Modern Polars offers a side by side comparison of the Polars and Pandas libraries for working with rectangular datasets in Python. From reading the Polars documentation, I like the idea of having select or filter methods, instead of relying on Pandas default indexing facilities. We can even address rows and columns using numbers, like in R, which would make transitioning from R data frame less hard than when using Pandas. See also Replacing Pandas with Polars. A Practical Guide.
A Visual Guide to SSH Tunnels: Local and Remote Port Forwarding: This is a handy tutorial for local and remote port forwarding with great illustrations. It covers everything you need to know to use ssh tunnels confidently. “The mnemonics are “ssh -L local:remote” and “ssh -R remote:local” and it’s always the left-hand side that opens a new port.”
If you are looking for a quick but opinionated overview of Vim’s for editing code at the speed of light, Vim is touch-typing on steroids does a great job.
snakemake for doing bioinformatics - a beginner’s guide : I’m still not convinced that snakemake is the best way to manage data processing using shell commands, and I’m still relying on Bash scripts and occasionally good old Makefile. Things that really rock, though, are job caching and multi-core capabilities (based on binary knapsack optimisation).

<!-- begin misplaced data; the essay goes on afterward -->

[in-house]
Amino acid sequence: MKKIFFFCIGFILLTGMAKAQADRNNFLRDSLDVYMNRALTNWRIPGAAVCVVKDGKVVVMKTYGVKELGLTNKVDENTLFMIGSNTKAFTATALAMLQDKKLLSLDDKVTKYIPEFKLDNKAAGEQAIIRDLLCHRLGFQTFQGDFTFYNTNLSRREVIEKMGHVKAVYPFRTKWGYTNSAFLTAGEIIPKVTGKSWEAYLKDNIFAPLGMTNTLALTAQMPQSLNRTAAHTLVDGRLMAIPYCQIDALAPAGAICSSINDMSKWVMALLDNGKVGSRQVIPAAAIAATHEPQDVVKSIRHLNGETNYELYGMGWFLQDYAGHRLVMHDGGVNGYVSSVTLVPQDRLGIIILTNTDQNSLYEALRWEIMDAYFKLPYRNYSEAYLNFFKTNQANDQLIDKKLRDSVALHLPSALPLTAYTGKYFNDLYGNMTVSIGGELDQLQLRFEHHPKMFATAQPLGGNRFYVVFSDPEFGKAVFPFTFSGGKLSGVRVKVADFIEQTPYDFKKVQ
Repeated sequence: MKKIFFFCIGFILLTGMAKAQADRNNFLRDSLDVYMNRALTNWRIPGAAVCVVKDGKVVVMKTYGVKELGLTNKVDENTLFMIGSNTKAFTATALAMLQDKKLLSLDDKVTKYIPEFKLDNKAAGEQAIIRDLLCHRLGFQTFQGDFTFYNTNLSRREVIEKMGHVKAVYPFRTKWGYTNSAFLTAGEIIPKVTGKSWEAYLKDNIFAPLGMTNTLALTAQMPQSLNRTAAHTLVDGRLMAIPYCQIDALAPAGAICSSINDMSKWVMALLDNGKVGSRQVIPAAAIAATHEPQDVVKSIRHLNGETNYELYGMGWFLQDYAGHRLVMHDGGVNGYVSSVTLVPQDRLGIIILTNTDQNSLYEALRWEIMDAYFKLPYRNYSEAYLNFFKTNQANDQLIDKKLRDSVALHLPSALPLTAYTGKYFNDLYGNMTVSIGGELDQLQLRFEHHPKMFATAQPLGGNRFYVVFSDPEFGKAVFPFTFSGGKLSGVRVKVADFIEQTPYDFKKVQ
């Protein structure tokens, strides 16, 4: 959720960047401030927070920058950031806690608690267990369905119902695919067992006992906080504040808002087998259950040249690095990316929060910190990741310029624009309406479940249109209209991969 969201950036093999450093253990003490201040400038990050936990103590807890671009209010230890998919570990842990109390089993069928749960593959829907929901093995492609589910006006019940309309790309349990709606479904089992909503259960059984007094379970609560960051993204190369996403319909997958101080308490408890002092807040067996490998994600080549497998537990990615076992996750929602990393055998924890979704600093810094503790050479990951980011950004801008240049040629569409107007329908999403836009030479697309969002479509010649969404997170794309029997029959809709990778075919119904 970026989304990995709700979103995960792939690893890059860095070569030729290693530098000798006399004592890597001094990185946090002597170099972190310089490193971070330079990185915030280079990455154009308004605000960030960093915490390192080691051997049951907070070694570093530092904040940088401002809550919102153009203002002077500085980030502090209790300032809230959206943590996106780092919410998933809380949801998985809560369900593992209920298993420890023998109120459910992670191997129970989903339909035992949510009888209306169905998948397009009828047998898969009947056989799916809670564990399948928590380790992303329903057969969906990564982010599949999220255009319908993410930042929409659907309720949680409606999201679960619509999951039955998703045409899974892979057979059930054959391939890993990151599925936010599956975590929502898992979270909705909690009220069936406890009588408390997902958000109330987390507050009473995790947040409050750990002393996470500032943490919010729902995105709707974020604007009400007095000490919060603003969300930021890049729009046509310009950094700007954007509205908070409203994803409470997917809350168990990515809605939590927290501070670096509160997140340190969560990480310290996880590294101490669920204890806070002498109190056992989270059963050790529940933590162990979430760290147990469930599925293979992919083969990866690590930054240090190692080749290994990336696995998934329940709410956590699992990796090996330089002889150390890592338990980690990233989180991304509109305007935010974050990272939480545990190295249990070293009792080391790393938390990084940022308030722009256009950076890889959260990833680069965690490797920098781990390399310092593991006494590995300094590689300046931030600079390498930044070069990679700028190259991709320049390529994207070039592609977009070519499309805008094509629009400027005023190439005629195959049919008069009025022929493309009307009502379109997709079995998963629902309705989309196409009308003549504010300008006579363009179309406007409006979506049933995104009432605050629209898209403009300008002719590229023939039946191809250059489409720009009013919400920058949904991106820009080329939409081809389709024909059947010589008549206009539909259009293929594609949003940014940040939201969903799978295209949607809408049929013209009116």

A while ago I learned about phased packages in Ubuntu (there seems to be an increasing number of such phasing process in the 22.04 LTS, by the way), but Chris Siebenmann covers it elegantly in one of his recent blog post.
Faster virtual machines: Speeding up programming language execution: For compiler and static typing enthusiasts. See also Assembly Optimization Tips for more optimization on the dark side.
Demystifying Apache Arrow: A quick and decent summary of Apache Arrow main features for data munging.
Reflecting on Transducers, or how to get around Scheme missing a generic way to operate over different collections.
These Years in Common Lisp: 2022 in review: A thorough overview of what happened last year in the CL ecosystem. This covers various topics like the previous year (concurrency, databases, games and graphics, etc.). I like this kind of year in review since it allows me to discover a lot of interesting projects like Kons-9, for instance. If you are into gaming (coding and/or playing), you probably heard of Kandria which was released in recent months. If you want to learn more about CL, the author is currently working on a Common Lisp Video Course.
Rust for professionals is a short introduction to Rust, intended for developers that already know another language, according to its author. It is a bit like learn xx in xx hours/days/weeks, but it may help getting a taste of the language before delving in the Rust book.
♪ kim dracula • Paparazzi